Another group of countries, namely the EU, also indicated its intent to move climate mitigation forward, in particular in the energy sector. On 30 November 2016, the EU Commission presented a package of proposals for a consumer-centered clean energy transition titled ‘Clean Energy for All Europeans.’ The package introduces new targets and proposes changes to existing EU directives in five areas: energy efficiency; renewable energy; electricity market design; electricity security; and governance for the European Energy Union.

With regard to energy efficiency, the Commission proposes a binding EU-wide target to improve energy efficiency by 30% by 2030,compared to 2005 levels, together with changes to the Energy Efficiency Directive, the Energy Performance and Buildings Directive, the EU policy on Ecodesign and Labelling, and other instruments. The proposed changes to the Energy Efficiency Directive aim to improve: energy efficiency in buildings; energy performance of products; the provision of energy-related information to consumers; and financing for energy efficiency in “smart” buildings. The proposed changes to the Renewable Energy Directive aim to: improve the enabling framework for further deployment of renewable electricity generation; mainstream renewables in the heating and cooling sector; decarbonize and diversify the transport sector; empower and inform consumers; and strengthen EU sustainability criteria for bioenergy.

In order to empower consumers and stakeholder groups to play a stronger role in the EU electricity market, the Commission plans to strengthen the rights of individuals and communities to generate and sell their own electricity. This role will be supported by better access to information and energy management tools, such as precise electricity bills, access to free energy comparison tools, facilitated switching between energy providers, smart meters, and access to demand response mechanisms for pricing and remuneration.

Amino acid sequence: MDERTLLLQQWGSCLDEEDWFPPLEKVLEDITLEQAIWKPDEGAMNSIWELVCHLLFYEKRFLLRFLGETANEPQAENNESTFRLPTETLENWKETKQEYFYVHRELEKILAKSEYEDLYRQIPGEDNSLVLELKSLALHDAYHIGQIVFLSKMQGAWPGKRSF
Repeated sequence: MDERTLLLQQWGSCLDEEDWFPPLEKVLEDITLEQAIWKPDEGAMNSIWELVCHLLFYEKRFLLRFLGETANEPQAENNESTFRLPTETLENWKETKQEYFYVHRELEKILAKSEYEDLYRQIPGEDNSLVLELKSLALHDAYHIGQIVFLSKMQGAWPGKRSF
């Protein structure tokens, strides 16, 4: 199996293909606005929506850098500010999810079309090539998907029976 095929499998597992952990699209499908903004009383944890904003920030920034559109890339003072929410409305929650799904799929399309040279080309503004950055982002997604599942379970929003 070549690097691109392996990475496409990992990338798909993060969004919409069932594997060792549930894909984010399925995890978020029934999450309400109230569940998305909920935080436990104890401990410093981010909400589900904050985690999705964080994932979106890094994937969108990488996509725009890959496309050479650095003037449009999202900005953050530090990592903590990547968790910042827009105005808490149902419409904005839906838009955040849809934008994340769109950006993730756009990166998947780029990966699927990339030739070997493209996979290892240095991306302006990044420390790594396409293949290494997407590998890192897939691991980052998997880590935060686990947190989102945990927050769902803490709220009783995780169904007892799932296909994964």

The proposals for the ‘New Governance of the Energy Union’ build on the EU Council’s Decision in 2014 to develop a reliable and transparent governance system for a European Energy Union. The Commission proposes a regulation that aims to provide a legislative foundation that can be complemented by administrative and other non-legislative measures as needed.

According to the Commission’s press release, the measures are expected to mobilize up to up to €177 billion per year from 2021 onward, which could generate up to a 1% increase in GDP over the next decade and create 900,000 new jobs.

The EEA study shows that progress in the share of renewable energy in the transport sector is insufficient to date and, overall, additional efforts will be needed to achieve the EU’s target to obtain at least 27% of energy from renewable sources by 2030 and in view of its long term decarbonization objectives for 2050.

The announcement coincided with the release of the last chapters of the report ‘Trends and projections in Europe 2016 – Tracking progress towards Europe’s climate and energy targets’ released annually by the European Environment Agency (EEA), including the chapters on progress towards the EU’s targets on renewable energy and energy efficiency. On renewable energy the report finds that members States are on track towards meeting the EU’s target to obtain 20% of its energy from renewable sources by 2020, compared to 2005 levels. The study also shows that progress in the share of renewable energy in the transport sector is insufficient to date and, overall, additional efforts will be needed to achieve the EU’s target to obtain at least 27% of energy from renewable sources by 2030 and in view of its long term decarbonization objectives for 2050.